I’ve been writing a fair amount of commentary lately, some of it dealing with wine prices, but only tangentially; so today I wanted to take a look at where fine wine prices are going, and perhaps identify some smart plays for the savvy wine shopper.
I’m dealing with some relatively expensive wines here, most in the $50 and up range, so while I understand the limited appeal of an article such as this, I still think it’s worth the effort. As we’ll most likely see, rises in wines at the higher end of the spectrum usually foretell price increases working their way down the pricing ladder, eventually affecting all fine wines regardless of price.
What I set out to do here started, as some other articles of late, as a melancholy look back at wines that I can no longer afford. It’s almost funny; when I worked through all these details I discovered that being no longer able to afford some of these wines had as much to do with mindset as it did with the actual prices of the wines in question, though pricing is a better place to start this discussion.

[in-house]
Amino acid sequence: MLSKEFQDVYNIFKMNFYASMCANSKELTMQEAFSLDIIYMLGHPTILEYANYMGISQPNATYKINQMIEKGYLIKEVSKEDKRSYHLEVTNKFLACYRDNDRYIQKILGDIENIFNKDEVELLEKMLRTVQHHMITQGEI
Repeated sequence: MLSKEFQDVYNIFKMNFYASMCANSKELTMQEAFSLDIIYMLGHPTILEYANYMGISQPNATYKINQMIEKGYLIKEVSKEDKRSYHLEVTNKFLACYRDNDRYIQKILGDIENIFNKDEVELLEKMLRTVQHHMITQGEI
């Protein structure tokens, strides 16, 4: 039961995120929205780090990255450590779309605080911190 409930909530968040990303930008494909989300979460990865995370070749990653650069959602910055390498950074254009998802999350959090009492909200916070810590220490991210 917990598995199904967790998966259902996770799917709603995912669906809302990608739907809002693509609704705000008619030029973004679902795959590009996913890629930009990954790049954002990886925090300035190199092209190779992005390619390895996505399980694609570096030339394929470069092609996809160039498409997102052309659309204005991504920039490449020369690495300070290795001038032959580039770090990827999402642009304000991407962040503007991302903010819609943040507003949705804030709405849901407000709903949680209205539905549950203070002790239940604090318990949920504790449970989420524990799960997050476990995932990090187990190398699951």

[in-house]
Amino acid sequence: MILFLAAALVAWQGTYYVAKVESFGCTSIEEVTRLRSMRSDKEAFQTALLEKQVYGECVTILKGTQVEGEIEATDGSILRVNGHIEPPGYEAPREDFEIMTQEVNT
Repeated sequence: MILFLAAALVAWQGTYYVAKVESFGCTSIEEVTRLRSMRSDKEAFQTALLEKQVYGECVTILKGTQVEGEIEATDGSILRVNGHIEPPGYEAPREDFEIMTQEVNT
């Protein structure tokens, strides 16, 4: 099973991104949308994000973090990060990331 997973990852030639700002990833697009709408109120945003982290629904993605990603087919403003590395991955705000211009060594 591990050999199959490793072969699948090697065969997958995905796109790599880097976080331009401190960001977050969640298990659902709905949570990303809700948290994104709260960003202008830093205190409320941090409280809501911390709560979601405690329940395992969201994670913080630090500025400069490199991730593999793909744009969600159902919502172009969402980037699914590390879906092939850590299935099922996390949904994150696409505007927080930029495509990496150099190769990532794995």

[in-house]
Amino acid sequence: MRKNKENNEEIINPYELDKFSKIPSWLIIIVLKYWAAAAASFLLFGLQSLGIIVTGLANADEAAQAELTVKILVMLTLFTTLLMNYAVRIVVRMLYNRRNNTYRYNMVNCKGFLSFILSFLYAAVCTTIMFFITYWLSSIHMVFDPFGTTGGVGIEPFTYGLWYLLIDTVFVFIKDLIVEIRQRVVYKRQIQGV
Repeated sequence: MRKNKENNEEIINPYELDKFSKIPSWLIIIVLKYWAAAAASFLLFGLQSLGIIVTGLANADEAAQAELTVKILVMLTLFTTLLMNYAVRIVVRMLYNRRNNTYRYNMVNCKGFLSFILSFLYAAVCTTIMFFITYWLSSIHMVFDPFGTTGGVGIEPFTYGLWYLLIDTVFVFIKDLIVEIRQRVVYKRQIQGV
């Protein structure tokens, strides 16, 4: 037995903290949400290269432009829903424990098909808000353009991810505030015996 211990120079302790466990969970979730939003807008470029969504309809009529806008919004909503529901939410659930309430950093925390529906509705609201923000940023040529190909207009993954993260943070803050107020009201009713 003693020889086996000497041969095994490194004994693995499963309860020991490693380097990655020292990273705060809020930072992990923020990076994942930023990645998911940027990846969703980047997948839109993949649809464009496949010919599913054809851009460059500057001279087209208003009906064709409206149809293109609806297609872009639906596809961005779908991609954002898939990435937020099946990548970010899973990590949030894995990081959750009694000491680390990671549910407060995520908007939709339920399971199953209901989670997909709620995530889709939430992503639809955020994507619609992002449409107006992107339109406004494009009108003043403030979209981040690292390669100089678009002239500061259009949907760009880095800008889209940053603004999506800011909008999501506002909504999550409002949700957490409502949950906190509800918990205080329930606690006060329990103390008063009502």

Wine Store image via Shutterstock
Numbers don’t lie, and they are easy to understand, so let's begin by taking a look at the value of money. I’m going to be going back in time to about a decade to begin this exercise, though with Burgundy
the time frame will be only five years. In any event, $100 of 2002 dollars would be worth about $128 in today’s money. So if the current release of a wine that cost $100 in 2002 is priced under $128 a bottle today, they are equivalent amounts of money. Conversely, $100 of today’s dollars would have be worth $78.50 in 2002. It seems as though I must have felt wealthier back then, though assuredly I wasn’t.